The Motley Fool

3 Signs of an Investment Scam

It’s not too far-fetched to state that the world is full of people who are trying to swindle others of their money. Almost every week, we come across media articles on ignorant or greedy people getting cheated out of their hard-earned savings, while the perpetrators get away scot-free. As investors, how should we protect ourselves from such scam artists?

One method I personally use is to look out for “red flags” that immediately catch my attention. Here are three of my top signs that an investment idea or scheme may actually be a fraud in disguise.

1. Tough to understand how the business makes money

The most important thing about investing in a business or scheme is to understand how it makes money. Many fraudulent schemes do not bother explaining in detail how money is made and how the purported returns are generated. There is just some vague assurance provided as to the strength of the business model.

If investors find that they do not understand how money is made, it is probably because the scam operator does not want them to fully understand it. By being vague and evasive, the swindler hopes not to get too many detailed questions – as they’re unable to answer them satisfactorily!

2. Returns promised are too good to be true

Another obvious red flag would be the abnormally high returns promised by the investment scheme. I have heard of scams which promised returns of 2% per month, which works out to 24% per annum! While it is entirely possible that there are investments out there that generate such high returns, chances are that it would only be available to a small select group of clients, usually either high-net-worth individuals or corporations.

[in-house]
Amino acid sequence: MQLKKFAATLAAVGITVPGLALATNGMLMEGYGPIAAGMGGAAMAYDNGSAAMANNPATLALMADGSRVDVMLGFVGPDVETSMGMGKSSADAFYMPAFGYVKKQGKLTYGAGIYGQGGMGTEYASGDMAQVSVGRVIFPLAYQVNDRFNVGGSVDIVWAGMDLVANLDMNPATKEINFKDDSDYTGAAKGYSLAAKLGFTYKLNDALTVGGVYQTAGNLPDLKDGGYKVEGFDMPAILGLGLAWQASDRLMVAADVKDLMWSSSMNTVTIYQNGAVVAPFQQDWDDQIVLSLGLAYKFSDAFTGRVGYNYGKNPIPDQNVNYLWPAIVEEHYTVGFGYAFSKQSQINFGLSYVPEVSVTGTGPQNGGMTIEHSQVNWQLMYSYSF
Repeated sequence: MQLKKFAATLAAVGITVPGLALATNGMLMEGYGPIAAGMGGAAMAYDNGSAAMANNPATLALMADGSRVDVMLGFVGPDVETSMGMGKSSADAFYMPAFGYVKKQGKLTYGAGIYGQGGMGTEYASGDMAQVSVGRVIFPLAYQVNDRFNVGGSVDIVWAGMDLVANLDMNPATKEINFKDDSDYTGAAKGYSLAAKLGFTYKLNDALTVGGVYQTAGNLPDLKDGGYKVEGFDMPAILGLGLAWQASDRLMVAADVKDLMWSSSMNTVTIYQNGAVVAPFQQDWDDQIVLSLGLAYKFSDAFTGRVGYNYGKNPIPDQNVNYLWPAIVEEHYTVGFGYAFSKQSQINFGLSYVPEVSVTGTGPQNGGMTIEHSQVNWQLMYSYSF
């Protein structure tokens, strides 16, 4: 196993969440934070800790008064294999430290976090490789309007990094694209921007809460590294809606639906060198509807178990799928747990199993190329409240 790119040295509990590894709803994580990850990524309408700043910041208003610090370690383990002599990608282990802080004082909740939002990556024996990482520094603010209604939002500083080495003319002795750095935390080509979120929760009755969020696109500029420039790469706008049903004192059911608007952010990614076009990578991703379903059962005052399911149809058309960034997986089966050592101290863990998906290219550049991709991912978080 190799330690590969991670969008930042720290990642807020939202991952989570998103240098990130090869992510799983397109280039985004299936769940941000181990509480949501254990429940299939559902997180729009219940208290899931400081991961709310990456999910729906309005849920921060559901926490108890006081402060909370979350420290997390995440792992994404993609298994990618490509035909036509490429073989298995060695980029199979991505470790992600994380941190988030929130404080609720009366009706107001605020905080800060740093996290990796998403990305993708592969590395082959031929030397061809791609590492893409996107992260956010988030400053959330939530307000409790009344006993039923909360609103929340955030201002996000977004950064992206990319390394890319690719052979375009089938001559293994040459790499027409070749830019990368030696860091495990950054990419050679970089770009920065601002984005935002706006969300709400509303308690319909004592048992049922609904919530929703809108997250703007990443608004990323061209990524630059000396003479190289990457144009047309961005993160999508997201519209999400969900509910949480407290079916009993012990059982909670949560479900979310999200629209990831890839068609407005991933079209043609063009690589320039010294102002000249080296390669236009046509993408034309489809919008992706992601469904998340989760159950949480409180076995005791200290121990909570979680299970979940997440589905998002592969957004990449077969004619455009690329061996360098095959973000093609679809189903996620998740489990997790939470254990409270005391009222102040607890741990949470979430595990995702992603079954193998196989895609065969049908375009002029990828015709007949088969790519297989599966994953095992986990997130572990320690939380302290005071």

A scam usually touts high returns in order to entice people to sign up with them, playing on their greed instinct. Astute investors, therefore, have to temper their greed instinct with logic and question how such high returns are possible. If the investment manager is unable to provide a fair explanation, the investor should walk away.

3. Money is locked up in unfamiliar asset classes

Watch out for schemes that promise sky-high returns in arcane or esoteric asset classes. Such asset classes may include fine wine, gold buy-back schemes or land banking, and may only be well understood by people with specialised knowledge. This is not to say that investment schemes involving unfamiliar asset classes are definitely scams but we should be especially vigilant if we encounter such examples.

Certain asset classes may suffer from illiquidity (i.e. difficulty in buying and selling the asset), lack of a proper market system (i.e. no organised exchange for buyers and sellers, resulting in transactions having to go through OTC or over-the-counter markets) and high fees (brokers may claim that they need to charge high fees in order to execute transactions, and there is no transparency in terms of the magnitude of fees charged).

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The information provided is for general information purposes only and is not intended to be personalised investment or financial advice.